Md. Dems seek homeland (political) security

July 25, 2004|By C. Fraser Smith

U.S. SEN. Paul S. Sarbanes will be Mr. Maryland Democrat at his party's national convention this week in Boston. It's an honor for Mr. Sarbanes - and an indirect statement of his party's underlying challenge this week.

It's a tedious necessity to recall that the party has no really exciting, unfinished business to accomplish in Massachusetts. Its national ticket - Sen. John Kerry for president, Sen. John Edwards for vice president - has been in place, it seems, forever.

Maryland Democrats, though, have plenty of unfinished business.

Mr. Sarbanes makes the point. As the state's highest-ranking elected official - and the longest-serving Maryland senator - he serves as head of the party, on hand to announce the state's nominating votes for the Kerry-Edwards team.

But his position illustrates a lamentable fact: For the first time since the 1960s, Maryland's Democratic Party is not headed by a governor. The incumbent is a Republican, Robert L. Ehrlich Jr., a man of considerable skills in the political arena. Incumbents, as the five-term incumbent Mr. Sarbanes knows, are difficult to dislodge.

So Maryland Dems come to the convention with a split - or at least a dual - focus. They want to take their state for Kerry-Edwards and they want to take it big. They want to begin proving that Mr. Ehrlich's election in 2002 was a fluke made possible only by a weak Democratic candidate, Kathleen Kennedy Townsend. They know they were out-thought and out-campaigned by an opponent who has continued to show political wiles and resources.

It's an embarrassment they can't hide. "We do not have a Democratic governor," says Maryland Rep. Benjamin L. Cardin. "We expect this will be the last time for a long time that we'll have this problem. We expect to correct it in a couple years."

So for them, the convention becomes a five-day exercise in organizational bonding. There will be various workshops and forums and opportunities for constructive schmoozing that could be useful for building a strong organization for 2006.

The effort for Kerry-Edwards will be part of that rebuilding process.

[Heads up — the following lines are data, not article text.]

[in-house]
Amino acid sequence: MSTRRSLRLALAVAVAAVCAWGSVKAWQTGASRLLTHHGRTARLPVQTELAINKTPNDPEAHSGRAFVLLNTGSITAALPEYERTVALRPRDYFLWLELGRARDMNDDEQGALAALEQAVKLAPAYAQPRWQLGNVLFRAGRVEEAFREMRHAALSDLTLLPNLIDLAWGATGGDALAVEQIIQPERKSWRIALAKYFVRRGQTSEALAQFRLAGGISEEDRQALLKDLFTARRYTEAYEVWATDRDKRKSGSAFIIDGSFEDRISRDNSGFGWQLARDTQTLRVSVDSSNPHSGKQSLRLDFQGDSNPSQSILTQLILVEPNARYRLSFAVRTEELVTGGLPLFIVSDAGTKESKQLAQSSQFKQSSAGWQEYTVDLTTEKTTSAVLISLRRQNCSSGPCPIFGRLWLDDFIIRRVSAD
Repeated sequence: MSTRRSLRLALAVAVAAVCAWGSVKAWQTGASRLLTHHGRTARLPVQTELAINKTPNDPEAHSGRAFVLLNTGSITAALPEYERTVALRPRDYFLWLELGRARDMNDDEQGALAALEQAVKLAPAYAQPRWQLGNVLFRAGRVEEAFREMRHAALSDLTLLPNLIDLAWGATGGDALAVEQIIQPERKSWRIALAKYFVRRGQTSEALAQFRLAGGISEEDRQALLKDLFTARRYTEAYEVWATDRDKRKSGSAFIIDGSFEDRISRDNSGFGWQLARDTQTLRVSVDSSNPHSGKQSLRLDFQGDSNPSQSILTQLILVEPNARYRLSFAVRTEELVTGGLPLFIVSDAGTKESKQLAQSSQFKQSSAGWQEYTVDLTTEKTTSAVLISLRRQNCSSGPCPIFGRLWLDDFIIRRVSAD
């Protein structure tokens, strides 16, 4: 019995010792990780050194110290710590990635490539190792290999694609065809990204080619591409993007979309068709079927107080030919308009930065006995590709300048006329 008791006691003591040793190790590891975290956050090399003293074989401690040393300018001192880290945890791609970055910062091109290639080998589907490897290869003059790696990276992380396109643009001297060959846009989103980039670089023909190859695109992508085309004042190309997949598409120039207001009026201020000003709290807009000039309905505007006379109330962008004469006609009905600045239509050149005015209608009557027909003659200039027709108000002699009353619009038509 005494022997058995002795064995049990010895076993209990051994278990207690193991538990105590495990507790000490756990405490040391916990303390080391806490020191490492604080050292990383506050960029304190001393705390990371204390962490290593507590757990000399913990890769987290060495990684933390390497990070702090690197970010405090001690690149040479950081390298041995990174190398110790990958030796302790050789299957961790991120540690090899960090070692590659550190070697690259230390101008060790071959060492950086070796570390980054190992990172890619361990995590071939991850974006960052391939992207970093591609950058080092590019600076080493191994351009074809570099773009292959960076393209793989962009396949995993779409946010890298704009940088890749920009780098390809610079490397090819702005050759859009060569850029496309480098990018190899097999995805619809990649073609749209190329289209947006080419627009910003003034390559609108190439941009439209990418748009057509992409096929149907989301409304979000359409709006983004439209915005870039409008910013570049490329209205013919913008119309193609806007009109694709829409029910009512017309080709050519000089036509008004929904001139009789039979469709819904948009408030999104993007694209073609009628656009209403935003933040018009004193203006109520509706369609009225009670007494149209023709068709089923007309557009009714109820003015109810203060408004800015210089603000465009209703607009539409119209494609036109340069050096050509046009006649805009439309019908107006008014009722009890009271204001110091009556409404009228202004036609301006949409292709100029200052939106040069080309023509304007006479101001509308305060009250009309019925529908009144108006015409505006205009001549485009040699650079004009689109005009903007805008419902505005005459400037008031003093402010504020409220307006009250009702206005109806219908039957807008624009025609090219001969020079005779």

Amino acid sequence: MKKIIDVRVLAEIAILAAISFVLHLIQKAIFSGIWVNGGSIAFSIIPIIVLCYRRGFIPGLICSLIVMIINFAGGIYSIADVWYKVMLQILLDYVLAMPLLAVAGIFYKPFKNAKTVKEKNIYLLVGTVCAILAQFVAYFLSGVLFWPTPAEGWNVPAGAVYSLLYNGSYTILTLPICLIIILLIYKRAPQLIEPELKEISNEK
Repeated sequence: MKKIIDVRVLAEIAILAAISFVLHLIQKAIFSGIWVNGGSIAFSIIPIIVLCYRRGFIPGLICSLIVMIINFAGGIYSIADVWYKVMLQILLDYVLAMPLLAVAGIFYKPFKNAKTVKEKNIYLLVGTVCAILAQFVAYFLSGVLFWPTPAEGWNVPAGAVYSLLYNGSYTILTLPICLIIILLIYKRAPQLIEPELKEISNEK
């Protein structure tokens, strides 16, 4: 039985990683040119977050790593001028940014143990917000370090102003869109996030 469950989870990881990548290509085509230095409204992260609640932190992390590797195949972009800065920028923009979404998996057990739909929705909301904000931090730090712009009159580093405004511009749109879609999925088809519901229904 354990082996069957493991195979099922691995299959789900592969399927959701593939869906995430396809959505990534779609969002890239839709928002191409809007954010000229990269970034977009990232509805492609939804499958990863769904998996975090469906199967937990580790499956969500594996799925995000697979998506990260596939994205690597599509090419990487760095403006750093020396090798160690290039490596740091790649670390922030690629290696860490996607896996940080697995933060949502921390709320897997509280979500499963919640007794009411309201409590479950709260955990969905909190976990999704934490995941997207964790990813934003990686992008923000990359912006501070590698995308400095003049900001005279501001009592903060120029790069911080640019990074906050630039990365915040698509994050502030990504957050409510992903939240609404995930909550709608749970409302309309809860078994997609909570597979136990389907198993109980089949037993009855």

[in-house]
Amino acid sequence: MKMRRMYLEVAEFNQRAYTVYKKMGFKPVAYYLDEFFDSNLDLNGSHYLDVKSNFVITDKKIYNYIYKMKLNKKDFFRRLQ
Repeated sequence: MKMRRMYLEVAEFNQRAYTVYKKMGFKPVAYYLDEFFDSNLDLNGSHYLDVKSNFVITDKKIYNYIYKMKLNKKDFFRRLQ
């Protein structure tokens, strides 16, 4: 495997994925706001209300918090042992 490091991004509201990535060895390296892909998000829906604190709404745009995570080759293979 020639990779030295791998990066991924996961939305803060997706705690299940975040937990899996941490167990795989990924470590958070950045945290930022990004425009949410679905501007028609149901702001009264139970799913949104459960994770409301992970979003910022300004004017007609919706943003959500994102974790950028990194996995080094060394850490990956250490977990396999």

Rebuilding may not be a term the party insiders will want to accept. They may think their party remains intact. But they know they have to prove it. Mr. Ehrlich has been running Maryland as if it has shifted decidedly to the no-new-taxes, conservative side of the scale - and away from the programs that Democrats love to field for the needy. Is he right? This year's campaign for Kerry-Edwards - and for Sen. Barbara A. Mikulski, who is seeking a fourth six-year term - will begin to tell the tale.

In that regard, the Maryland contingent will be proud to see one of its young stars in a highly visible role. Baltimore Mayor Martin O'Malley will be a major prime-time speaker, appearing on Wednesday night. He will be expected to carry some of the fight to President Bush, making the point that the nation's cities have had too little help from Washington in the struggle to build defenses against terrorists.

Mr. O'Malley's administration will get a major award next week for innovations in city government. He'll be flying to Washington to accept it - and then rushing back to make his prime-time speech. Later, he'll be performing with an Irish band, and his aura is likely to widen with a national TV audience getting its first extended look at a man who might be a contender on the national stage someday.

Marylanders will be proud of the young mayor, but members of the Democratic delegation will know - as Mr. O'Malley himself surely knows - that a test of their ancient dominance in this state is already at hand. This presidential nominating convention and this November's elections are but a prelude to November 2006.

C. Fraser Smith is news director for WYPR-FM. His column appears Sundays.

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